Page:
A: We’ve been up here a bunch of times actually. We always perform at The Catalyst. So it’s just a bigger extension of that. A lot of these kids go see us and this is a chance for them to come see us on a bigger platform.


CHP: Do you feel that rap or hip-hop is a valuable avenue to communicate heavier, socially conscious messages?


Z: For me growing up with hip-hop, that’s what it was. Chuck D and KRS-One, the golden age of hip-hop, that’s what I felt like those guys were doing. We didn’t really have the internet, so hip-hop was the way I heard about guys like Farrakhan and how to eat to live and being a vegan. Just all these different ideas I got through hip-hop. So as I got older, it’s still that for me. It comes from an impoverished perspective. Blacks and Puerto Ricans in New York created hip-hop because they didn’t have anything, nobody was servicing them and the school district was broken down and the Bronx was all fucked up. So they had to create something that spoke to their position in life but also to give them freedom and liberation. I feel like that is the epitome of what hip-hop at its highest point it.


CHP: Who do you feel that your music is geared toward?


Z: I feel like it’s geared toward people who are seeking something else. It’s definitely not for somebody who’s just turning on the radio or somebody who watches MTV all the time. I think it’s for somebody who is kind of searching for something that’s a little different and maybe more insightful than “Oh look it, let’s get a new car and some cool chains and let’s get a lot of girls and have sex all the time and smoke and get so high we forget who we are.” Our music is not about that. It’s more about introspection.


CHP: Was there ever a moment when either of you when you felt you were doing the right thing? When you knew this was what you wanted to do with your life?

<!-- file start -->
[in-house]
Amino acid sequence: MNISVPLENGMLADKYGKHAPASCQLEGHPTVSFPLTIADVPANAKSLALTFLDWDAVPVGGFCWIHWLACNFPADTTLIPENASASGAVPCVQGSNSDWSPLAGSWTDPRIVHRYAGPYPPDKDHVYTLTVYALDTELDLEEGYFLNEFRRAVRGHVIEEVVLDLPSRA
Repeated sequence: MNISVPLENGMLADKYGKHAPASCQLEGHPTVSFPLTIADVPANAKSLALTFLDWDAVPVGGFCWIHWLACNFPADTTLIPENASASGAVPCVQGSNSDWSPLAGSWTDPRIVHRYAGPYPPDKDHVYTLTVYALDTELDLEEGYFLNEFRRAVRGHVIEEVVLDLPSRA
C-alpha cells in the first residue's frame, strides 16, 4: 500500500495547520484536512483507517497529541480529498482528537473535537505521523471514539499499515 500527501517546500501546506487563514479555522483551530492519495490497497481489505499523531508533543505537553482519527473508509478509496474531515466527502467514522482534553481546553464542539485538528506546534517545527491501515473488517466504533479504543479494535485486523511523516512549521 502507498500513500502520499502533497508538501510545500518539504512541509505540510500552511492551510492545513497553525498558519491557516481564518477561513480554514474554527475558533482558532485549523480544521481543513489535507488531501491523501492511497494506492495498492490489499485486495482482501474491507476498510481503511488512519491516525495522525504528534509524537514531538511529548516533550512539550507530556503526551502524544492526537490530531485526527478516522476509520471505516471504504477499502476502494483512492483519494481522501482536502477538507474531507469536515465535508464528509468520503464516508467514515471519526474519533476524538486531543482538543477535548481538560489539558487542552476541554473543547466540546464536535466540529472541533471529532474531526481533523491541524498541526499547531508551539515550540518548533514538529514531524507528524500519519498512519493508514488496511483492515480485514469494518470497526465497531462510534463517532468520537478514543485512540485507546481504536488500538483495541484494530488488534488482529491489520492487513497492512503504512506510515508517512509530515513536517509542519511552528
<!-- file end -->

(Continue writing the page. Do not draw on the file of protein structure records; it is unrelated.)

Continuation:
Z: One time we had a show in the ‘90s. It was with one of my idols Rakim. We were opening, it was our biggest show, like 3,000 people. We’d never done a show that big and our parents were there. We were rockin’ the show and his CD player started to skip, it wouldn’t play. So we started freestyling. I started freestyling a capella and he got on his keyboard and started making a beat. From that, the crowd got even more hyped than they did for our regular songs. That became … I don’t know, I feel like people in the Bay knew us for that moment, like “Oh, you’re them dudes that freestyled when it all messed up.” After that moment, I felt this was what we were supposed to do. Because we had messed up but we weren’t so self-conscious that we allowed it to defeat us. We turned the lemons into lemonade. And our parents were there too.


CHP: That must’ve felt so incredible. Did it feel like that for you too?


A: Yeah, that was a turning point. We realized we had something that was getting attention.


CHP: You mix live instruments and samples, why do that?


A: Well for one, it’s easier to license your music. Two, it’s just a richer feeling. I don’t know, I make stuff up and make it sound like something. It’s just fun to me. But I mean, I sample stuff off of records too, it’s just a different process.


CHP: What’s the process like when you’re looking for stuff to sample? Do you feel like you are always listening?


A: Yeah, you just gotta have an ear. Everybody picks something different. You can play a ten second clip of ten different producers and they’ll all pick something different. Even if you’re sampling, you’re picking your own thing.


CHP: So you have your new EP “Libations” that came out fairly recently, what would you say the tone of that is?


Z: It’s kinda deep, looking within for sure. In writing that EP, one of my closest friends, a lifelong friend of mine, passed away suddenly. It was hard for me to write for a couple of weeks and the EP was due. I was having trouble trying to process the grief. Every time I would listen to music I would just think about him. So I finally decided to write a song about him and after I did that the other songs could come out. Before that, I was just kind of grieving and it was hard. I think the EP has that tone of just kind of reflecting and being reminiscent. Theres a song for him, a couple songs about relationships, there’s one that’s just pure hip-hop with a bunch of rappers. But overall, it’s more of an emotional thing.


CHP: Anything else you’d like to add before we wrap up?


Z: Stay tuned — we have one more EP coming out this year. It’s a three part series, the first is “Master of Ceremonies,” the second is “Libations” and the third is being worked on. We also have our festival at the end of this year, Hella Fresh Fest in Oakland. We’re also supposed to do a live album this year. We’ll see if that happens. Some kind of album, either live or just recorded.